According to the US State Department credible information exists “indicates terrorist groups also seek to continue attacks against U.S. interests in the Middle East and North Africa. The U.S. government remains highly concerned about possible attacks against U.S. citizens, facilities, businesses, and perceived U.S. and Western interests.”
No part of Syria should be considered immune from violence. The security situation remains dangerous and unpredictable as a civil war between government and armed anti-government groups continues throughout the country. There is an increased threat of terrorism from groups such as ISL, al-Nusrah, as well as other extremists whose tactics include use of suicide bombers, kidnappings, use of small and heavy arms, and improvised explosive devices (IEDs). Since the start of the uprising against Syrian President Bashar al-Assad’s regime in March 2011, the United States has received reports of numerous foreigners kidnapped in Syria, many of whom are still in captivity.
The majority of the victims are journalists and aid workers. U.S. citizens and other Westerners have been murdered by ISIL in Syria. Violent extremists from various countries operate in Syria and may be planning attacks against the United States and other Western targets.
A number of extremist groups also operate in Lebanon and the potential for death or injury in Lebanon exists because of periodic terrorist bombing attacks throughout the country. As a result of spillover violence from the Syria crisis, Sunni groups are active and Hizballah, a group designated by the U.S. government as a terrorist organization, has been present and active for many years.
U.S. citizens in Iraq remain at high risk for kidnapping and terrorist violence. Numerous insurgent groups, including ISIL, previously known as al-Qa’ida in Iraq, remain active and terrorist activity and violence persists in many areas of the country. ISIL and its allies control Mosul, Iraq’s second largest city, and have captured significant territory across central Iraq and continue to engage with Iraqi security forces in that region.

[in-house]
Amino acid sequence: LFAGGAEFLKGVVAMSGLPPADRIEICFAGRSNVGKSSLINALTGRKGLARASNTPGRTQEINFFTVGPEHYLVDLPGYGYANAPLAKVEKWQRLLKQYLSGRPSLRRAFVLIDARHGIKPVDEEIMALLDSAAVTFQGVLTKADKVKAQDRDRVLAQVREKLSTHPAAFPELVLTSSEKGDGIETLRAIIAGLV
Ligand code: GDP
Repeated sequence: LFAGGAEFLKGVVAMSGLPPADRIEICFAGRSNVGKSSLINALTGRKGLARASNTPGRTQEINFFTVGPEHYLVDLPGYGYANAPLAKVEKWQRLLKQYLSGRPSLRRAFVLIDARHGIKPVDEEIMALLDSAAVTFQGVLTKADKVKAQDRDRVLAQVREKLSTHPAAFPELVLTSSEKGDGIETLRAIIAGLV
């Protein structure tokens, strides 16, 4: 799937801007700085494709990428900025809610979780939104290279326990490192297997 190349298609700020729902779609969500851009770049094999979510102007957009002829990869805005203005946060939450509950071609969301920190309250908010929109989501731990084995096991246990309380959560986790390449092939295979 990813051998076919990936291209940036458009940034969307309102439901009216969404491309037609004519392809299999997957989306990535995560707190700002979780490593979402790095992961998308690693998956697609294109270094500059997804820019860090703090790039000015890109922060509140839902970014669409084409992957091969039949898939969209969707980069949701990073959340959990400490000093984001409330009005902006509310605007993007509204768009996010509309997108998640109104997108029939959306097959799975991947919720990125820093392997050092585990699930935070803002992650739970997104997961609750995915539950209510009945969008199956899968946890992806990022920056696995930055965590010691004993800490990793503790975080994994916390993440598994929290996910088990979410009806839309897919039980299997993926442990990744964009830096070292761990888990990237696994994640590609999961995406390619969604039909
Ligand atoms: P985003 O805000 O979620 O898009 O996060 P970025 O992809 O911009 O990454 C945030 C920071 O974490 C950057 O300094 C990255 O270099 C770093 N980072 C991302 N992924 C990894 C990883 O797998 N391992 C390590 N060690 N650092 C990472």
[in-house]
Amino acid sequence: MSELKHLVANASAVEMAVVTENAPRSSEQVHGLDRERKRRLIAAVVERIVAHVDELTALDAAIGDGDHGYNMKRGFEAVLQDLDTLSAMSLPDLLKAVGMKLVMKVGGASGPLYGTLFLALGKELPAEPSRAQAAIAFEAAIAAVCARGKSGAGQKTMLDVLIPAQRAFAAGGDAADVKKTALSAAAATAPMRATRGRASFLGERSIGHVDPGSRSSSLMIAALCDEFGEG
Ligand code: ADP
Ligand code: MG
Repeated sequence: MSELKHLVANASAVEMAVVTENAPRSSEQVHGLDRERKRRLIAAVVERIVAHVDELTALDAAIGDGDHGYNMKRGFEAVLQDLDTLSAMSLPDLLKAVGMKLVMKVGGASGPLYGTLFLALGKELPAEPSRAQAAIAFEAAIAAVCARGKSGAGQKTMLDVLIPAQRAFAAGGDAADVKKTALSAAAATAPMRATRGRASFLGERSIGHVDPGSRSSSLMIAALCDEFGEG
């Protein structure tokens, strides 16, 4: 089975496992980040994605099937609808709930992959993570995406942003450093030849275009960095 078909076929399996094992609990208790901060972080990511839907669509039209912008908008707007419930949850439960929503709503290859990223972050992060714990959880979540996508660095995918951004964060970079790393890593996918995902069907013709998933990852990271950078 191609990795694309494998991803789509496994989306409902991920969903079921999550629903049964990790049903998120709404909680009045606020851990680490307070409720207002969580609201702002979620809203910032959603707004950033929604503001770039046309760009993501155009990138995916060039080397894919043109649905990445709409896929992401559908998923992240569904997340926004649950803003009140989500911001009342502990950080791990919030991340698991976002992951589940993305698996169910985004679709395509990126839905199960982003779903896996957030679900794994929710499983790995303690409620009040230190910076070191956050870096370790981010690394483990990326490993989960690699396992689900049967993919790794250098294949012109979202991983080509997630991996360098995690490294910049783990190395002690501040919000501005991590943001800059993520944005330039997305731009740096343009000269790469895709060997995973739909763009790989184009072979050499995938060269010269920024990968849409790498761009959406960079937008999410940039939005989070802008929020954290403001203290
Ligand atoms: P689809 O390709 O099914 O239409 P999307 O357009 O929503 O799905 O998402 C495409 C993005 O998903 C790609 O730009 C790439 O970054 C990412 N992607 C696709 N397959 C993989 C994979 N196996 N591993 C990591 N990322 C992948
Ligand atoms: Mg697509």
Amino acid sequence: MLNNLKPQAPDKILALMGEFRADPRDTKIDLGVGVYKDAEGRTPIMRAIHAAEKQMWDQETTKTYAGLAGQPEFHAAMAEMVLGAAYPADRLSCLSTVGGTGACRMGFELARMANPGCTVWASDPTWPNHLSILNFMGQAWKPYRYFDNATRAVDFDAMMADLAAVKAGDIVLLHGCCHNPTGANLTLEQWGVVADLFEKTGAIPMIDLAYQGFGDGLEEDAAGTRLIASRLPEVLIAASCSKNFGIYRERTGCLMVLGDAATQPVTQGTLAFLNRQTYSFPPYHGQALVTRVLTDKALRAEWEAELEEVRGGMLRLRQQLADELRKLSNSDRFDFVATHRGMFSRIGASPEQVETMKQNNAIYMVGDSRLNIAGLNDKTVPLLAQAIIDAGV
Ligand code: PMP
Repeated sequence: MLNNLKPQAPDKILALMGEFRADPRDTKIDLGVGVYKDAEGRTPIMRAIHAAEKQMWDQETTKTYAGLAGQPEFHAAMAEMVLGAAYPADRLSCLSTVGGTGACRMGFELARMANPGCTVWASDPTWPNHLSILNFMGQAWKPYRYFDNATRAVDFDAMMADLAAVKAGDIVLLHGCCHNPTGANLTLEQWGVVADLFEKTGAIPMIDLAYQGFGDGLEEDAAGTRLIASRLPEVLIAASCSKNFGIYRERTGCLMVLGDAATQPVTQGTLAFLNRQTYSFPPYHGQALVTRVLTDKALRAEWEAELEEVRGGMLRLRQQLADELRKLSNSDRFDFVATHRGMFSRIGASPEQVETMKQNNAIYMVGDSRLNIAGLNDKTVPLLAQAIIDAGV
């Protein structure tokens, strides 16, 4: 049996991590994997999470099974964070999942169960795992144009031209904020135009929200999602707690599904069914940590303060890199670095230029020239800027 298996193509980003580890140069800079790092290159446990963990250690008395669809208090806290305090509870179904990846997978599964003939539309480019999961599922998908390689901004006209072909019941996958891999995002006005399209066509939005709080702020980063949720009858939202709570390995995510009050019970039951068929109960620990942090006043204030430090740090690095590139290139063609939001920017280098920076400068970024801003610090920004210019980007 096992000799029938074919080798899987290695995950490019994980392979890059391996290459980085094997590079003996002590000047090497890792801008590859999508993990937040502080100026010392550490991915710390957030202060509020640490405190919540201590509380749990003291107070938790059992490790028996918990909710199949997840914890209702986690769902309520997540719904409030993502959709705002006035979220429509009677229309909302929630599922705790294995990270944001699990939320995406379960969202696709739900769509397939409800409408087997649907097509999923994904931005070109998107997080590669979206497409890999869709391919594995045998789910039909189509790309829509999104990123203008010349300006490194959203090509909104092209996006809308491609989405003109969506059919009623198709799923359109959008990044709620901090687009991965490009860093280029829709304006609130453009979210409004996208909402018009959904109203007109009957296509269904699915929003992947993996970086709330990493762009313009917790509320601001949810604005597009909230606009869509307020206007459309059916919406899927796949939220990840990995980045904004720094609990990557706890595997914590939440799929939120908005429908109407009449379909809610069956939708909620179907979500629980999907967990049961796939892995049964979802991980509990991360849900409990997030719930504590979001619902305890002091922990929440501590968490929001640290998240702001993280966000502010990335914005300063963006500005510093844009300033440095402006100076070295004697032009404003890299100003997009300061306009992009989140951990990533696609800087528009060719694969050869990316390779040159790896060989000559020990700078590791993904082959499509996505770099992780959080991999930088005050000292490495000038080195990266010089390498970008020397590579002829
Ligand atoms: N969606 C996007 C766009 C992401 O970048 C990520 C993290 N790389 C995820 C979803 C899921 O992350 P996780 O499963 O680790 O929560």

Syria is another hotbed of terrorism, thanks in part to the US policy to flood the region with weapons and training ISIS to fight in that country.
See video: Sen. Rand Paul Argues Against U.S. Arming Syrian Rebels on Senate Floor – September 18, 2014 https://www.youtube.com/watch?v=DveDwEk122Y
West Africa, Tunisia
Al-Qaida in the Islamic Maghreb (AQIM), the Movement for Unity and Jihad in West Africa (MUJAO), and al-Murabitun remain active and operate primarily in southern Algeria, southwestern Libya and Tunisia in the wake of French and African intervention in northern Mali.
In Algeria, terrorists sporadically attack Westerners and Algerian government targets, particularly in the Kabylie region, and near Algeria’s borders with Libya and Mali. In September, a French tourist was kidnapped and murdered by an Algerian-based terrorist group.
Terrorists have targeted oil processing plants in Algeria, Saudi Arabia, and Yemen.
In Libya, various groups have called for attacks against U.S. citizens and U.S. interests. Terrorist organizations continue to be active in Yemen, including al-Qa’ida in the Arabian Peninsula (AQAP).